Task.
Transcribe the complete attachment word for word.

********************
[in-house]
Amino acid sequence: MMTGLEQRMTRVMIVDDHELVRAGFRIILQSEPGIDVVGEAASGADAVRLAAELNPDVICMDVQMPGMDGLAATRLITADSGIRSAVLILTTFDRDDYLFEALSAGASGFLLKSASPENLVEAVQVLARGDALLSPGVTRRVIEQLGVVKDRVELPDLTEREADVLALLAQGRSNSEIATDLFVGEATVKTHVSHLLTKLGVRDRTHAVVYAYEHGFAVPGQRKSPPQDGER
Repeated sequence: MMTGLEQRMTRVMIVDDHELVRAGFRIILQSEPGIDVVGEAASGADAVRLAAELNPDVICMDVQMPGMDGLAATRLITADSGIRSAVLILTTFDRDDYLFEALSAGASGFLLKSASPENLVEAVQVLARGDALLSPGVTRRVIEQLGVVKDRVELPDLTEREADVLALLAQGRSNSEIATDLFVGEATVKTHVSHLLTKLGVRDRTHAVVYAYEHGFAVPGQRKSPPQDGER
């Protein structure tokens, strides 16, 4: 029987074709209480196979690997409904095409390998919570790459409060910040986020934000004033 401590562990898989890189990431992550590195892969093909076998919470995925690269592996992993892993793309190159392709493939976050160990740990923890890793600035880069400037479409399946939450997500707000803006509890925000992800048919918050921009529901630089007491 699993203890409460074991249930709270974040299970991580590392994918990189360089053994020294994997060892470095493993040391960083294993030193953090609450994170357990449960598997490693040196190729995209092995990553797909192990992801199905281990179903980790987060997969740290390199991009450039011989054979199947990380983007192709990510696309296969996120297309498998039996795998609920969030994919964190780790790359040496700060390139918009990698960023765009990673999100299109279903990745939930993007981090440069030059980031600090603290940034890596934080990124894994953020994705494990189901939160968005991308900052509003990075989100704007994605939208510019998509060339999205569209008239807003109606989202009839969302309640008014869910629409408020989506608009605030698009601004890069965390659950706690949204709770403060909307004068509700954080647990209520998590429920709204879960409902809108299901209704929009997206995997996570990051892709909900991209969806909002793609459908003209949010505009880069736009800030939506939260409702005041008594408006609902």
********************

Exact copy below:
[in-house]
Amino acid sequence: MMTGLEQRMTRVMIVDDHELVRAGFRIILQSEPGIDVVGEAASGADAVRLAAELNPDVICMDVQMPGMDGLAATRLITADSGIRSAVLILTTFDRDDYLFEALSAGASGFLLKSASPENLVEAVQVLARGDALLSPGVTRRVIEQLGVVKDRVELPDLTEREADVLALLAQGRSNSEIATDLFVGEATVKTHVSHLLTKLGVRDRTHAVVYAYEHGFAVPGQRKSPPQDGER
Repeated sequence: MMTGLEQRMTRVMIVDDHELVRAGFRIILQSEPGIDVVGEAASGADAVRLAAELNPDVICMDVQMPGMDGLAATRLITADSGIRSAVLILTTFDRDDYLFEALSAGASGFLLKSASPENLVEAVQVLARGDALLSPGVTRRVIEQLGVVKDRVELPDLTEREADVLALLAQGRSNSEIATDLFVGEATVKTHVSHLLTKLGVRDRTHAVVYAYEHGFAVPGQRKSPPQDGER
């Protein structure tokens, strides 16, 4: 029987074709209480196979690997409904095409390998919570790459409060910040986020934000004033 401590562990898989890189990431992550590195892969093909076998919470995925690269592996992993892993793309190159392709493939976050160990740990923890890793600035880069400037479409399946939450997500707000803006509890925000992800048919918050921009529901630089007491 699993203890409460074991249930709270974040299970991580590392994918990189360089053994020294994997060892470095493993040391960083294993030193953090609450994170357990449960598997490693040196190729995209092995990553797909192990992801199905281990179903980790987060997969740290390199991009450039011989054979199947990380983007192709990510696309296969996120297309498998039996795998609920969030994919964190780790790359040496700060390139918009990698960023765009990673999100299109279903990745939930993007981090440069030059980031600090603290940034890596934080990124894994953020994705494990189901939160968005991308900052509003990075989100704007994605939208510019998509060339999205569209008239807003109606989202009839969302309640008014869910629409408020989506608009605030698009601004890069965390659950706690949204709770403060909307004068509700954080647990209520998590429920709204879960409902809108299901209704929009997206995997996570990051892709909900991209969806909002793609459908003209949010505009880069736009800030939506939260409702005041008594408006609902």